A few days ago, I made it to the last of the Halton Region Conservation Parks which lie along the Niagara Escarpment. It was a pleasant surprise to find that Crawford Lake, although it does have some more typically rugged hiking trails, has two substantial walking paths geared to allow even people of limited mobility to experience the unique geology of the Escarpment region at close quarters.
First, consider the lake itself. Crawford Lake is a smallish lake atop the Escarpment which has one very unusual feature -- it is considerably deeper than its width. A lake of this type is called a meromictic lake.
Because of this depth, the bottom of the lake is both very dark and consistently cold at all times. Unlike most wider lakes, the different layers of water do not ever mix, and the deeper water contains very little free oxygen -- somewhat like a deep ocean environment. Due to the lack of mixing, the sediments settle evenly on the bottom of the lake. There, they can be analyzed and dated on a year-by-year basis, revealing all kinds of useful scientific and archaeological information about the environmental and human history of the lake and its shore lands.
But this is still Escarpment Country, and that means the usual accumulation of rugged, exposed rock layers along the ground surface. The solution is simple. The entire "trail" around the lake runs on an elevated wooden walkway with railings along both sides.
Although this walkway "trail" has its ups and downs, these would pose no problem other than slowing some walkers down. There are no steps involved, just ramps, and even those are not unduly steep. At this time, due to Covid-19 and the need for social distancing, the circle trail around the lake is "one way only" -- counter-clockwise, as shown by the arrows I've added on the website's trail map here.
The "X" markings on the map show two places where trails are closed -- the lengthy trail down into the Nassagaweya Canyon because it's impossible to hike it within the current two-hour limits on visit time, and the short connector between the two sides at the north end of the lake as well (although I am not sure why this one is closed).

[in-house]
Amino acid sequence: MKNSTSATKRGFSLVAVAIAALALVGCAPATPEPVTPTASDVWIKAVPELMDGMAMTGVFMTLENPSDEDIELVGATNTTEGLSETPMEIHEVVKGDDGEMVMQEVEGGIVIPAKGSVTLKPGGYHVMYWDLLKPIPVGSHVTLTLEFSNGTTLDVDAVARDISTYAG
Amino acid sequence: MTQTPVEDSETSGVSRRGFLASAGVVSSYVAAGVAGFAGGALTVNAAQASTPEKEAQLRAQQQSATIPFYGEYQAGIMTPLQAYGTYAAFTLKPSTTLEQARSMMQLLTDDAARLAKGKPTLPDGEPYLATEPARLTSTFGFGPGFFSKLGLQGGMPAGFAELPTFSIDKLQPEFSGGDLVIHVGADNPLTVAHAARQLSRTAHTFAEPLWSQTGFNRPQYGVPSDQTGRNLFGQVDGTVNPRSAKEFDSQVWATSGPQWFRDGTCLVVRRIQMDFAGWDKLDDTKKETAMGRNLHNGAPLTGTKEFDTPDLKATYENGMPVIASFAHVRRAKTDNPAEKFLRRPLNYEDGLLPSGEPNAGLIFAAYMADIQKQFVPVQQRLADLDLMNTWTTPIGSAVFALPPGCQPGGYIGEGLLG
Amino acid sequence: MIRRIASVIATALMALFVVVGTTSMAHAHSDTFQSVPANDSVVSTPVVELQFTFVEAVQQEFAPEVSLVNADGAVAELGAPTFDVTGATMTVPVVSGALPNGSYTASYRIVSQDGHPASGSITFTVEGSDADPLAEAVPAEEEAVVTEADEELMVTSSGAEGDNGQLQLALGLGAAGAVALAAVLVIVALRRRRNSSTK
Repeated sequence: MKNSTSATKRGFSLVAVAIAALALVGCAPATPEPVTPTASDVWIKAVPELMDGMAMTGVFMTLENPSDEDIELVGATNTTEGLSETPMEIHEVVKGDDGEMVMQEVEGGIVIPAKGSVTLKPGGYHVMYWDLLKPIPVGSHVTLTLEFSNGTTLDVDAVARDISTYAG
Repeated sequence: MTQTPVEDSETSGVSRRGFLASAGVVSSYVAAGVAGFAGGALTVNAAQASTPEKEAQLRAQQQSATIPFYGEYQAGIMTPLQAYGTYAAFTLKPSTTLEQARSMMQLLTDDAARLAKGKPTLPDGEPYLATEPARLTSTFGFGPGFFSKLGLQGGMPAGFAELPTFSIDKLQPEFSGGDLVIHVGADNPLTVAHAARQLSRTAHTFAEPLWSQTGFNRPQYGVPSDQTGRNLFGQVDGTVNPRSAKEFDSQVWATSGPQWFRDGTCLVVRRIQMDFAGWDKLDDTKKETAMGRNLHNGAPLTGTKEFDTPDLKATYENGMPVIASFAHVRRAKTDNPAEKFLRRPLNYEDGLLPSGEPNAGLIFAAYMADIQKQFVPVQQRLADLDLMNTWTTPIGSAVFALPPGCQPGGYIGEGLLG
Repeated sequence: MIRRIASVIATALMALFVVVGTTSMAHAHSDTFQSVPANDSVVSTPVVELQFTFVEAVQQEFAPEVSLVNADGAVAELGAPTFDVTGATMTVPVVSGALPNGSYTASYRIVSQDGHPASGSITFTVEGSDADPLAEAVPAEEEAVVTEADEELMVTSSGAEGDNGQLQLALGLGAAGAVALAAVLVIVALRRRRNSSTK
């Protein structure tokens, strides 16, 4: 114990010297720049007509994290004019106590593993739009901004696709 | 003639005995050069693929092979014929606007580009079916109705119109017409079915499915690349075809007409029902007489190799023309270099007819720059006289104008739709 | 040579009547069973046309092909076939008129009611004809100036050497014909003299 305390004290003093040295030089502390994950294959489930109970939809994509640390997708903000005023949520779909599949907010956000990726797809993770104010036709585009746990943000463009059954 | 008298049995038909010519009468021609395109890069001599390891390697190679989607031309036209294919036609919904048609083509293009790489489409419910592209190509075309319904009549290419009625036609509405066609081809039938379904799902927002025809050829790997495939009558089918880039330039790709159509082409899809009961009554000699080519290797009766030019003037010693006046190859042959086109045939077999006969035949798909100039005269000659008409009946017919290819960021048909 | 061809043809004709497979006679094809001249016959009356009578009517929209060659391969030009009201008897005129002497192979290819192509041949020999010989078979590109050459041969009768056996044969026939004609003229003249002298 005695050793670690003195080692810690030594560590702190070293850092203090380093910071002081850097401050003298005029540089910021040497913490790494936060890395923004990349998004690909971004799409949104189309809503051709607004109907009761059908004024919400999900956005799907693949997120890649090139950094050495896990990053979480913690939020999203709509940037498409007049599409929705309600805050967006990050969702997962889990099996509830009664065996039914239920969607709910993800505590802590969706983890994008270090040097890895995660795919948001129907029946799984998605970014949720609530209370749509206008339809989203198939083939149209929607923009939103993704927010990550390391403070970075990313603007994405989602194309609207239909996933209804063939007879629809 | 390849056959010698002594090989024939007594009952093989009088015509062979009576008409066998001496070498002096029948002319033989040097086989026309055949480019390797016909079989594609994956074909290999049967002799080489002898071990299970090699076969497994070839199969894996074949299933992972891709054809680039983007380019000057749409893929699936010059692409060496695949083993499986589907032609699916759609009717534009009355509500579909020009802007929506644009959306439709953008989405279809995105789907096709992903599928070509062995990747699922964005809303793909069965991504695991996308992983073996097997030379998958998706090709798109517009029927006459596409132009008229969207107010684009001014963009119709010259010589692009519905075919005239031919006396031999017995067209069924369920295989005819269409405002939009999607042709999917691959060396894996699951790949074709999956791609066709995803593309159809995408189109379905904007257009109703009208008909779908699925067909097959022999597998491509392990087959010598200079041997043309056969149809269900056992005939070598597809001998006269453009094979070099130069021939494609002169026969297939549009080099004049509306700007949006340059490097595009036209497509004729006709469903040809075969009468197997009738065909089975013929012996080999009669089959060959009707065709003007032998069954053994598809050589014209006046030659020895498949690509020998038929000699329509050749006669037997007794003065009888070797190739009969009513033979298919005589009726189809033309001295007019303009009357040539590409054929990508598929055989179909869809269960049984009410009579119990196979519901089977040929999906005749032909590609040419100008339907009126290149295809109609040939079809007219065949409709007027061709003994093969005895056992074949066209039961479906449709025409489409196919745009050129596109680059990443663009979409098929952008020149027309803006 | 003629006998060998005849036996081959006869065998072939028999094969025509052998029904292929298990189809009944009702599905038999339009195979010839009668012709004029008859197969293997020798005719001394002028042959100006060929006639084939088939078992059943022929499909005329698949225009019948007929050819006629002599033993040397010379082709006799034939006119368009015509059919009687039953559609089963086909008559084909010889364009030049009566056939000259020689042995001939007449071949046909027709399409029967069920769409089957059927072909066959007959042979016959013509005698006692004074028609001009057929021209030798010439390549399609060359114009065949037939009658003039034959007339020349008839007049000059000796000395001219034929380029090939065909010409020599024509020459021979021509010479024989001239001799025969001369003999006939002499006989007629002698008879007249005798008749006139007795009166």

If you read my previous post about Mount Nemo Conservation Area, and looked at the trail map there, you'll readily see a major difference -- Crawford Lake does not have any of those handy trail indicator posts with their numbered labels. In fact, this park has almost no trail signage of any kind at all. Bringing along a map like this one is suddenly critically important! For a first-timer, it's helpful to know the most direct route to get onto the trail to the lake.
From the upper parking area by the Iroquoian Village (more on that a little later), go down the flight of stairs immediately to the left of the visitor centre building. At the bottom of the steps, simply follow the paved path directly in front of you on down the hill. This is the short black trail shown on the map to the east of the visitor centre. It's a continuous moderate down-grade, so handle with caution with strollers, walkers, and the like.
Take the first junction on the right hand side, and you're now on the gravelled blue trail towards the lake. The picture at the beginning of the post shows how the lake appears as you first approach the shore.